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Data from: Commonness, rarity and oligarchies of woody plants in the tropical dry forests of Mexico


Williams, John N.; Trejo, Irma; Schwartz, Mark W. (2017), Data from: Commonness, rarity and oligarchies of woody plants in the tropical dry forests of Mexico, Dryad, Dataset,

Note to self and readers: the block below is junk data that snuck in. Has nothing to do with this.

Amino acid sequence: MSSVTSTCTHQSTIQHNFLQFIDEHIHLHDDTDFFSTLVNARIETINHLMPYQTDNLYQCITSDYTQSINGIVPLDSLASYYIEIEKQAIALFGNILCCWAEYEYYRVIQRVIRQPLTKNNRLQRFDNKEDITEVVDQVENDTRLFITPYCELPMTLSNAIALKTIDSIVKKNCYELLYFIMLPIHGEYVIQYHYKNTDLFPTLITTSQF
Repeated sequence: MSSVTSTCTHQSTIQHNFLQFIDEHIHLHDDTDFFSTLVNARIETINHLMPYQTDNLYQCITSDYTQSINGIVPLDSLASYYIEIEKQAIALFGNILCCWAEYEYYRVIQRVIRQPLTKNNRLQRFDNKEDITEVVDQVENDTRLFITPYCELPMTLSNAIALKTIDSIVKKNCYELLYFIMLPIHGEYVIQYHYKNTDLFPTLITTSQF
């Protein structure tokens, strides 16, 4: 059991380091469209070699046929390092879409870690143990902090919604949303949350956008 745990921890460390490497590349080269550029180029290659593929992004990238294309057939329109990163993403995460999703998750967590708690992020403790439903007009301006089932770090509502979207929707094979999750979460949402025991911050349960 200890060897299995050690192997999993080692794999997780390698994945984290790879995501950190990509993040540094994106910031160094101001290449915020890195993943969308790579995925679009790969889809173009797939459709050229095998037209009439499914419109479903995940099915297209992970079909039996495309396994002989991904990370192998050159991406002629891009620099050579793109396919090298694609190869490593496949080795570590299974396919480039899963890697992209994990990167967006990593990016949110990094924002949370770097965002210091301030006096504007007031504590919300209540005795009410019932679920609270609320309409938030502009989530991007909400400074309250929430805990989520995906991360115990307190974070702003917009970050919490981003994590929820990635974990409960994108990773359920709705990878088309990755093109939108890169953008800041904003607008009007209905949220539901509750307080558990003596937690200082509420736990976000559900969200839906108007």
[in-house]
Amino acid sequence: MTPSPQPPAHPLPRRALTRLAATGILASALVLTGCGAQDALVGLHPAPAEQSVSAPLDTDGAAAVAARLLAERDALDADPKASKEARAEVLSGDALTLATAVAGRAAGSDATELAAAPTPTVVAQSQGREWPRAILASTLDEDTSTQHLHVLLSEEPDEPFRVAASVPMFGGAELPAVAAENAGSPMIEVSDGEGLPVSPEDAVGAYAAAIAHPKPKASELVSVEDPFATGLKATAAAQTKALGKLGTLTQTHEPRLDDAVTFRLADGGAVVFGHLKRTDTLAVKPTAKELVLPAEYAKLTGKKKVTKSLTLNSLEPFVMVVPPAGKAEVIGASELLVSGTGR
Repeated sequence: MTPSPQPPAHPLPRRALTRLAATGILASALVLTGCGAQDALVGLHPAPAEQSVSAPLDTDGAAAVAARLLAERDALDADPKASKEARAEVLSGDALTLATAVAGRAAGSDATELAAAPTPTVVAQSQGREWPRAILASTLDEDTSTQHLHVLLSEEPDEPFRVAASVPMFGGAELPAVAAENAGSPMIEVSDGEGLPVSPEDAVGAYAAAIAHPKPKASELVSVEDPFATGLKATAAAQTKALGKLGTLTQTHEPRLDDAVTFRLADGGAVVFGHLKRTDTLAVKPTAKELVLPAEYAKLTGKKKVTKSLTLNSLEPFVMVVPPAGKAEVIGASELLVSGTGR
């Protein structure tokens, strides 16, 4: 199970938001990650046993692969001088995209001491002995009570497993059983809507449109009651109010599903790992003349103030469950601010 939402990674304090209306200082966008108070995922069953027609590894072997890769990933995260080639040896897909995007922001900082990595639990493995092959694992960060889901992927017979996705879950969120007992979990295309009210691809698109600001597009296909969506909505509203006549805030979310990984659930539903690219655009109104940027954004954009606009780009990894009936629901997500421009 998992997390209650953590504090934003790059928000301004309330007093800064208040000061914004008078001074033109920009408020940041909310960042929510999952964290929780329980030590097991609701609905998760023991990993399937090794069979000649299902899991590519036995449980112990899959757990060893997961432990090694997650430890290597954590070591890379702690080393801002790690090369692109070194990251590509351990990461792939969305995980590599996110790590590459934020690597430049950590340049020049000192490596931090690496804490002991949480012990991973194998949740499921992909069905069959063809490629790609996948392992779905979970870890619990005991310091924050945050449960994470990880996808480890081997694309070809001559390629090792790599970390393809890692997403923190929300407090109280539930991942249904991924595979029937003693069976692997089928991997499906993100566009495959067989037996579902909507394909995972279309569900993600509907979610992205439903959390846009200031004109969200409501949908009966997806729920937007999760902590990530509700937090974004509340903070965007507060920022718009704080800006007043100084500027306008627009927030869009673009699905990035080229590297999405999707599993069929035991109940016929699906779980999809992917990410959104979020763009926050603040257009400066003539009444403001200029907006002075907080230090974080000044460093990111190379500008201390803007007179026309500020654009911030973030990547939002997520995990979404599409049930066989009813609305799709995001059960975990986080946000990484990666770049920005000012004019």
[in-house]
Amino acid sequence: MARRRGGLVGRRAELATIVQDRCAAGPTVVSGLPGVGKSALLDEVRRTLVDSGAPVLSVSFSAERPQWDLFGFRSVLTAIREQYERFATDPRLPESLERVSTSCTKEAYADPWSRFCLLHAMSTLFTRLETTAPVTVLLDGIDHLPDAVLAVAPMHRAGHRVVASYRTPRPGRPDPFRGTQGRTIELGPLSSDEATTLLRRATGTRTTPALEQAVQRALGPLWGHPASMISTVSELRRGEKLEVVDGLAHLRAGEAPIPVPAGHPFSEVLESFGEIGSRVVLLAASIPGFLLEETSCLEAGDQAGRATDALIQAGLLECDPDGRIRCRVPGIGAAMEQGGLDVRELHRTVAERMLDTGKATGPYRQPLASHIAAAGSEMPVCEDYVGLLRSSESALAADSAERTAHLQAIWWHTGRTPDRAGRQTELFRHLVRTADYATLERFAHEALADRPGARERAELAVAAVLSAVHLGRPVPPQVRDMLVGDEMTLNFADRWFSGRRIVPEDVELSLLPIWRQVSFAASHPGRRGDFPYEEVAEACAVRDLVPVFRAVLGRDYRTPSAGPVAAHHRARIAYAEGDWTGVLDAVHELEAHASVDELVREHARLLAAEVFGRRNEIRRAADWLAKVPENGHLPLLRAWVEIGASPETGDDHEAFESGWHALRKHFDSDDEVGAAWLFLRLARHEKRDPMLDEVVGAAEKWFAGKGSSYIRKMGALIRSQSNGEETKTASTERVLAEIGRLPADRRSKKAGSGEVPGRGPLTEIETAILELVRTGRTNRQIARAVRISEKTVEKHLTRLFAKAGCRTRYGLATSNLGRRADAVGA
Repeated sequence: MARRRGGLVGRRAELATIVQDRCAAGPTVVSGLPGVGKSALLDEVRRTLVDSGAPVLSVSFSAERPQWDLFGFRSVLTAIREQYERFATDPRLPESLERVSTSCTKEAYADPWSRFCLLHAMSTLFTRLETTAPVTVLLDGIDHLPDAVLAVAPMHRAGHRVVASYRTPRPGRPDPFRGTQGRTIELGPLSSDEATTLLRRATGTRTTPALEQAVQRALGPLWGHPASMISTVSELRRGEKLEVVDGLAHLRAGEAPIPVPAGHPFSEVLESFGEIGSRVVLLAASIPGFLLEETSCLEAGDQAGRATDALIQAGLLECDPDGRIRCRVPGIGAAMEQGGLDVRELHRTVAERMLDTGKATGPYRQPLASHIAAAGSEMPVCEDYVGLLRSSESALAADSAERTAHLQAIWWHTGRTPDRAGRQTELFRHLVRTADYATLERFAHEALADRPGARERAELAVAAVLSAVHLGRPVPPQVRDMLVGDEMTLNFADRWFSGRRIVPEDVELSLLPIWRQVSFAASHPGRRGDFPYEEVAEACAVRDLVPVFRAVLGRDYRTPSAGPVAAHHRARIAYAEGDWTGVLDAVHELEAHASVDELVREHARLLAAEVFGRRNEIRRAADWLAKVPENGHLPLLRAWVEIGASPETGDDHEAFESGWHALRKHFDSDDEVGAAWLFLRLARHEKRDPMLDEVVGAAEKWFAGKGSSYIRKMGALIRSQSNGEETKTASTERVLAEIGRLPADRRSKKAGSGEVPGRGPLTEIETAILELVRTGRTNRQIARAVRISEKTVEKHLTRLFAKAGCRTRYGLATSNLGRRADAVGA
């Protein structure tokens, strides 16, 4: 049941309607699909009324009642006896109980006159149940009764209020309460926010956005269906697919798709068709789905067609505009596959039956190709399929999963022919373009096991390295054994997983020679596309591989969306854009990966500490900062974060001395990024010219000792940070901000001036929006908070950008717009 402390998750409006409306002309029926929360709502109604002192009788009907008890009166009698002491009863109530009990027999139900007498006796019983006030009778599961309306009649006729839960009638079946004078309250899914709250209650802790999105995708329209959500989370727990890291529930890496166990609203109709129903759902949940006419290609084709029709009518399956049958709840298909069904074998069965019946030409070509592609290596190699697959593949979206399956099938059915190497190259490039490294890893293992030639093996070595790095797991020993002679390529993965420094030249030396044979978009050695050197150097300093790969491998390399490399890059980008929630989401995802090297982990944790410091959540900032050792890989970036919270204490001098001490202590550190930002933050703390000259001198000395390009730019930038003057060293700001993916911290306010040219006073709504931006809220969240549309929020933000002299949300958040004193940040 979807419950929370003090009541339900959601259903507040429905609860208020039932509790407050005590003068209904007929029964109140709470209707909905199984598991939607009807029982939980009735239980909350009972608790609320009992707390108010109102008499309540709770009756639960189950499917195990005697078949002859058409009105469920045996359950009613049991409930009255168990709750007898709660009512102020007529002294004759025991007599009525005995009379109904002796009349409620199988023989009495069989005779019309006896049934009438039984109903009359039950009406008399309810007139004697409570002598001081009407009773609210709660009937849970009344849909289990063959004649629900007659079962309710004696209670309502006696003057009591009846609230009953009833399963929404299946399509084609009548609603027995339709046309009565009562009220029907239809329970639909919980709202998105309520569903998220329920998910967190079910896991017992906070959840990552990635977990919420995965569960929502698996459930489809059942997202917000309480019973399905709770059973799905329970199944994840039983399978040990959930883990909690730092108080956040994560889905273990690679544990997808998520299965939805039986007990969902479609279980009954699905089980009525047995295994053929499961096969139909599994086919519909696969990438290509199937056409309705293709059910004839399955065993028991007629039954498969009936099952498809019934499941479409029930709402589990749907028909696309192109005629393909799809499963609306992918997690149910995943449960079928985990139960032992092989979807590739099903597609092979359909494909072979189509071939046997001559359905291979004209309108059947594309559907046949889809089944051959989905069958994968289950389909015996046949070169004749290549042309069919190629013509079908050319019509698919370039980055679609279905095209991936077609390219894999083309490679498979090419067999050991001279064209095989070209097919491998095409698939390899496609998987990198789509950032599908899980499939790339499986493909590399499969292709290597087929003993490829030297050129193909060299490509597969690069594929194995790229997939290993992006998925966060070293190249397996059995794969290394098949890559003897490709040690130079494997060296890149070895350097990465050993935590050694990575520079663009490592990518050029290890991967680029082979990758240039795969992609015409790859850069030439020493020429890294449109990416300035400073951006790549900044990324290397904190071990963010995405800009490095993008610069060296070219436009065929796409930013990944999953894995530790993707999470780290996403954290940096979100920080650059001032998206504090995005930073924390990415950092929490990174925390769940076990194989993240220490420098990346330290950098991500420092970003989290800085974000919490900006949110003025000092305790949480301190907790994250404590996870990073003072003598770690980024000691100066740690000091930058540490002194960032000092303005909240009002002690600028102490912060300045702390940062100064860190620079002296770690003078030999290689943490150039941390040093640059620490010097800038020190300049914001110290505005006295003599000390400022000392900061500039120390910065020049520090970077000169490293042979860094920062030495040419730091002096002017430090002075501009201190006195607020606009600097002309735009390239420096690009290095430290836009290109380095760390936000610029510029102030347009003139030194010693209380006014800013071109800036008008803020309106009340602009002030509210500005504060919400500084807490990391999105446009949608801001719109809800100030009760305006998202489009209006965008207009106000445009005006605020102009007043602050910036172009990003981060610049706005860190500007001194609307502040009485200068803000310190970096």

We assessed woody plant communities in two widely separated forests in the tropical dry forest (TDF) biome of Mexico for evidence of similar patterns of species commonness and rarity. We used belt transects laid out along contour lines (i.e., constant elevation) and stratified across elevation gradients at sites in Jalisco and Oaxaca to sample woody plant species diversity, abundance, relative frequency and basal area. We assembled a combined species list and compared species found in both sites (shared) to species found in only one site, assessing whether the most and least common species at a site tended to be shared or unshared. Of the 8242 individuals sampled, 370 species or morpho-species were identified, with 222 species recorded at the Jalisco site and 270 at the Oaxaca site—122 (33%) species were shared across sites. Abundance, frequency and basal area of shared species were greater on average than for unshared species, and were positively correlated across sites. A subset of 68 shared species (18%) accounted for over half of all individuals encountered at the two sites. Species in the most common quartile were more likely to be shared than expected by chance, while species in the least common quartile were less likely. A genus-level analysis found similar patterns. Our findings suggest that the TDF of Pacific coast Mexico shows evidence of widespread dominance by a small subset of species. These findings have potentially important implications for predicting species composition, understanding the role of oligarchic species in ecological processes, and conserving rare species.

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